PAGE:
One of the things that I do when Alia takes a nap is online shopping. Hehehhe, I know, such a productive way of spending my precious me time, right? :p Anyway, yesterday I came across this under the kids category on Zulily.com – Fun for Year Two: 12 to 18 Months
Alia is closer to becoming 2 years old, but I was curious what they’re selling. Honestly, despite the discounted price, I wouldn’t buy most of the toys there because I think many of them are overstimulating, short-lived, and serve little benefit for a child.
So I thought that I’d give my share of opinions of things to get for children at the age of 12-18 months old. I get most of Alia’s toys either at thrift stores, consignment sales, or online (Amazon and Zuliy) when they’re on sale. And I look for these things when getting toys for young toddlers:
– purposeful: the toys that could be to enhance gross or fine motor skills, color and shape recognition, etc.
– open-ended: there are many ways of playing with the toys, using their imagination and creativity — I call these toys “passive toys” since it requires and makes an active child for the toys to come alive
– have good shelf life: the child can grow with the toys
– wooden toys (if possible): they’re more durable, have textures that feel good on a child’s hands, and since they’re naturally made things, they can be recycled.
Here are the toys that we love and recommend because the fit some or all of the criteria above. Alia still plays with many of them, so they’re still in our toy rotation! YEAH! 😀
FYI, some of the toys are designed for older children like the Haba peg board and sorting pie. However, it all depends on the child and how we present the toys to them. So use your best parental judgment as always 🙂
fine motor skills, hand-eye coordination, colors and size recognition, stacking
fine motor skills, hand-eye coordination, color recognition, sorting, stacking, patterns
open ended, fine motor skills – I wrote a review of this awesome set of blocks awhile back. I feel like this is a must have toys for young toddlers. And we even found a new way of using them!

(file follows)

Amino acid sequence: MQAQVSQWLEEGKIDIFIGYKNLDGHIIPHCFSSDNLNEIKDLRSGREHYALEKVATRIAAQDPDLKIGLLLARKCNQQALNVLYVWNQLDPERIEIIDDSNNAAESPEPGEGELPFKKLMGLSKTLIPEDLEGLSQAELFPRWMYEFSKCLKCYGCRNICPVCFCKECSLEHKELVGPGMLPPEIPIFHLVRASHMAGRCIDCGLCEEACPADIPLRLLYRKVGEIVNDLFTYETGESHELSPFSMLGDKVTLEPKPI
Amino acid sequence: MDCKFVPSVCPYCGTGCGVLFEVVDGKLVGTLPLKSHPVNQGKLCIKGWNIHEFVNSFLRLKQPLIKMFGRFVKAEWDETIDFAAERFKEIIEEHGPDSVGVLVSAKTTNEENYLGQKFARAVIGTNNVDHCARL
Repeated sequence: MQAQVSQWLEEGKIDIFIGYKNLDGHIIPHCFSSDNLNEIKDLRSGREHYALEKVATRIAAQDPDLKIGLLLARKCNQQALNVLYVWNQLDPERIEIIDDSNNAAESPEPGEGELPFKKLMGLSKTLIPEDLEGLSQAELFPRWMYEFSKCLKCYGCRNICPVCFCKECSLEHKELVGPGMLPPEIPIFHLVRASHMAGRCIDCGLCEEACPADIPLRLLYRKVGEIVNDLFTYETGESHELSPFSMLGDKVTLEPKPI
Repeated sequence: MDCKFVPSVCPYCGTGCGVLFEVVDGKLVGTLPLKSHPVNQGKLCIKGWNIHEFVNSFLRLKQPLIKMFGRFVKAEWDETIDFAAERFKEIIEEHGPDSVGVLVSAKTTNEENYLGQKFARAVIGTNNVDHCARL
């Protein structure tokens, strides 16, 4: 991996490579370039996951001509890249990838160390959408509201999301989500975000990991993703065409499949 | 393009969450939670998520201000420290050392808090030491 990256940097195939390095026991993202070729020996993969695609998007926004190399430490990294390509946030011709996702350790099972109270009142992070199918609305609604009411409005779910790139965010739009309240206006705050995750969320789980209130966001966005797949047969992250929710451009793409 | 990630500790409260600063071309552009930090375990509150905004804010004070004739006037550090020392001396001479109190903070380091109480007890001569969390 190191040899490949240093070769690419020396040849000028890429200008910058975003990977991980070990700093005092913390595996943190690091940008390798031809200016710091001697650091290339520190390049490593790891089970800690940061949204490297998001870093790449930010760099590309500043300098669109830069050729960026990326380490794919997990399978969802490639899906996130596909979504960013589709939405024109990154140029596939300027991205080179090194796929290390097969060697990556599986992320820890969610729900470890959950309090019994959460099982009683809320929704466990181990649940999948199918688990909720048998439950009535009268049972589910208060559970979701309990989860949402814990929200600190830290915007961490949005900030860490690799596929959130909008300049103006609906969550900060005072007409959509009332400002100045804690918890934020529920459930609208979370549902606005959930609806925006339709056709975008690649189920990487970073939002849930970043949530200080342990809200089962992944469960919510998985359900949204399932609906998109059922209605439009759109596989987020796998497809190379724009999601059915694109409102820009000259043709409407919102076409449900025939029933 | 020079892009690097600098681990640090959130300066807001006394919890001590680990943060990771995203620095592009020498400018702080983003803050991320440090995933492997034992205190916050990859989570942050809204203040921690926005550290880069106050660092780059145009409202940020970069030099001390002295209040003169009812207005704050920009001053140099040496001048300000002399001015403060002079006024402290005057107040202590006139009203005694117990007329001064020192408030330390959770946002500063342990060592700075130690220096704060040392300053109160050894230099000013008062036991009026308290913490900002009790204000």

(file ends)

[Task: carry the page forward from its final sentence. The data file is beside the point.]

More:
sorting, matching, color and shape recognition, imaginative play, math skills (e.g., counting, patterns) – we have used this set in so many ways, including scooping, transferring, and one-to-one correspondence
fine motor skills, visual perception skills, hand-eye coordination, object recognition – here’s the review on our favorite knob puzzles
shape recognition, fine motor skills, hand-eye coordination
hand-eye coordination, color recognition, fine motor skills, enhancing strength
audio recognition, hand-eye coordination, enhancing strength
I thought that I’d share some non-toy stuff that a young toddler may like.
I wrote some suggestions on how to introduce stickers to young toddlers.
Ours is from Step 2. It’s not only for water play, but anything for sensory activities (rice, beans, sand, etc.). This is what we do with our water table.
Don’t let lack of space deter you from doing sensory play with your toddler. Get medium to large bins like the ones below and you can do plenty with them!
You can practice sorting, scooping, object transfer, even art using water beads!
Animals like birds, cats, ducks are everywhere! Books, songs, at the park, even at home if you have pets. So we have sets of animal figurines at home that we use to do matching activities and language activities (animal names and sounds). I buy the ones from Safari Toobs, but many prefer Schleich because they’re more realistic, anatomically and size wise (but they’re pricey).
My artistic skills only go as far as drawing stick figures and … Nope that’s it! :p But I feel that it’s important to encourage kids to be artistically expressive. Plus when children doodle and scribble, they’re practicing the muscles and skills required for writing. We have crayons, colored pencils, washable markers, washable acrylic paint, brushes, construction papers, and large white papers.
Pheew, that’s a long list! Hope this gives you some ideas of what to get for your toddlers 😀